Lee Hendrie admits that he has been left "in limbo" by the insecurity of his Aston Villa future.
And the Villa midfielder knows the next month will decide his immediate prospects - whether that means winning his fight to nail down a regular starting place with Villa or going out on loan to secure first team football.
"I'm disappointed at the lack of opportunities," said Hendrie. "We're into the New Year and this was only my third start.
"I'm in limbo. I don't really want to be leaving here, as I'm a Villa boy. But I need to be playing games.
"I did ask to go out on loan, but I'd also like to think this didn't do my chances of keeping the shirt any harm."
At least Hendrie's performance after returning from injury appeared to increase manager David O'Leary's options.
Hendrie has been sidelined by the form of the on-loan James Milner on the right wing. But, since Freddie Bouma's injury over Christmas, necessitating Gareth Barry's reversion to left-back, the adaptable Milner has switched wings, freeing up a right-side midfield place.
While Villa's other loan man, Eirik Bakke, is in line to return, Barry will be suspended for next week's visit of West Ham United to Villa Park, and Hendrie hopes he has done enough to stay in.
And O'Leary remains insistent that he does not have the manpower to let Hendrie go.
"Lee has not come to me on any matter about wanting to go out on loan," said O'Leary. "I think he knows we can't afford to let anyone go on loan.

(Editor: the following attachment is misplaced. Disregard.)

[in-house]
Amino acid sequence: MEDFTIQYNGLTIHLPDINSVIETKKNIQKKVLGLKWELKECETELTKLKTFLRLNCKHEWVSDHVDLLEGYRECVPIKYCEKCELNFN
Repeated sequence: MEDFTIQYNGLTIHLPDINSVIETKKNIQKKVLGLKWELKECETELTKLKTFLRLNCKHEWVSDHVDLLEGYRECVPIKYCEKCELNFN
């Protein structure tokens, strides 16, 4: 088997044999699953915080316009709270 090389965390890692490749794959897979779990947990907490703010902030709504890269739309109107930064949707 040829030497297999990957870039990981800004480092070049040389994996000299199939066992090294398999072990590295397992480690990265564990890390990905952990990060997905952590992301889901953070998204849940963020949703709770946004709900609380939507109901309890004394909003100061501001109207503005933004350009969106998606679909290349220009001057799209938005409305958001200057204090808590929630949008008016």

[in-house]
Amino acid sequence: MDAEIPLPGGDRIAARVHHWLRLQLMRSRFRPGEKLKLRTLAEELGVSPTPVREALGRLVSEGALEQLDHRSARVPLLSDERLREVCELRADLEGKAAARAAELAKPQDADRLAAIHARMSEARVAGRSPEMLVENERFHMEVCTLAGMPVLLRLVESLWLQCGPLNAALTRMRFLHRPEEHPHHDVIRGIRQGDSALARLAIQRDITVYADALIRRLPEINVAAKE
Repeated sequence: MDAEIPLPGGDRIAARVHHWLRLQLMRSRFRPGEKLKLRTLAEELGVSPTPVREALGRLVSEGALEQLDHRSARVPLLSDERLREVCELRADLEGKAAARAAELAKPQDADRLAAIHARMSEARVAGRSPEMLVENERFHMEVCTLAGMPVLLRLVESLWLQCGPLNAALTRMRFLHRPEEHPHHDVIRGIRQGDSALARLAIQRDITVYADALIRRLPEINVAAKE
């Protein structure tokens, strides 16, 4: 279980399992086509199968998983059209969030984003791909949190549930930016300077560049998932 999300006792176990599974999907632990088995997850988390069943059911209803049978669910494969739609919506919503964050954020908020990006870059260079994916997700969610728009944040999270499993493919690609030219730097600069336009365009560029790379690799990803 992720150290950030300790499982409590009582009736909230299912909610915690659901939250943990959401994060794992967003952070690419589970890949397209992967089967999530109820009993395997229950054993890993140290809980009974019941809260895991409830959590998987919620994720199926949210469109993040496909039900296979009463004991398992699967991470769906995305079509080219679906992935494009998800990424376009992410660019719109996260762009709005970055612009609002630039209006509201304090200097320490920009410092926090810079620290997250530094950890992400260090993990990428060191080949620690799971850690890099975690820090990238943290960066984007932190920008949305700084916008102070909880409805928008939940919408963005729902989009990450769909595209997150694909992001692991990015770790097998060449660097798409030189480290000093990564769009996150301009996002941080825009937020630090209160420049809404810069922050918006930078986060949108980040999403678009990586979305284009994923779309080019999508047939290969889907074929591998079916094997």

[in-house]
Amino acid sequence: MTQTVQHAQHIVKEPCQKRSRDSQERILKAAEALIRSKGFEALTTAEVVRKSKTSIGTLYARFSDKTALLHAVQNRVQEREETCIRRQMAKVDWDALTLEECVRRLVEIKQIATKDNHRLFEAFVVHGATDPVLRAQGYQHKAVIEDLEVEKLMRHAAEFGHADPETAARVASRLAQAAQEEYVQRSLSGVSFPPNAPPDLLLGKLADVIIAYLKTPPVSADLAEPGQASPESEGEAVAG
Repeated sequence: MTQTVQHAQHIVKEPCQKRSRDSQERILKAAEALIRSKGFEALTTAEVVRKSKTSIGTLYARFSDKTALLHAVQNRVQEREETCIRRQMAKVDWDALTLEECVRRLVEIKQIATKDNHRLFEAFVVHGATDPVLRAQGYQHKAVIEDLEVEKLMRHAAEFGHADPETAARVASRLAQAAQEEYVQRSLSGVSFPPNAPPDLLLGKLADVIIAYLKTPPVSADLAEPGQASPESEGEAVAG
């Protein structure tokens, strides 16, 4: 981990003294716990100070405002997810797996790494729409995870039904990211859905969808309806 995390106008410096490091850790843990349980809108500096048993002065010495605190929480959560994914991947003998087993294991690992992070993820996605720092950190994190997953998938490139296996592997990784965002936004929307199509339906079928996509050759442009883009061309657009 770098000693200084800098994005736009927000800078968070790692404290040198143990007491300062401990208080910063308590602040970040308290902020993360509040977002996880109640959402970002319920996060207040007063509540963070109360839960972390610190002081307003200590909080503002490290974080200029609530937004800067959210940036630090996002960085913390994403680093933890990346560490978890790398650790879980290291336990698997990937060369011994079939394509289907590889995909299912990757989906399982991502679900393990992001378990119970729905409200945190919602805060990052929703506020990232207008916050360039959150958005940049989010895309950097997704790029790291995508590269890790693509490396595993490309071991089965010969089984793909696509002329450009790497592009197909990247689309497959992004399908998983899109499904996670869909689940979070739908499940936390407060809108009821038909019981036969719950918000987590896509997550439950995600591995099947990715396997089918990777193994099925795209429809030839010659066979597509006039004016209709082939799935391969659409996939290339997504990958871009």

"Nobody has rang me up about Hendrie, Mark Delaney or Uli De La Cruz. And we'd knock them back if they did, because we're down to the bare bones."
Hendrie was the only survivor from Villa's last FA Cup victory, the 1-0 third round replay win over Newcastle United in January 2001.
"After all that time, it's nice to finally be in the next round again," he added. "When you get knocked out in January, you start thinking 'What's left to go for this season?'
"But, once you get past this stage and you're up against Premiership and good Championship sides, you start fancying your chances. You don't want to be going down to the Doncasters of this world, with all due respect, because it's like a cup final to them.
"In the team talk immediately before the game, it was all about 'Just make sure we don't have another Doncaster'."
Barry added: "The attitude was very good.
We picked it up from the Doncaster performance."
Following on from his Carling Cup double at Wycombe, three of Barry's four goals this season have now come in the cups. But being a knockout specialist is something he's used to.
"That's the third year running I've scored in the third round," he said.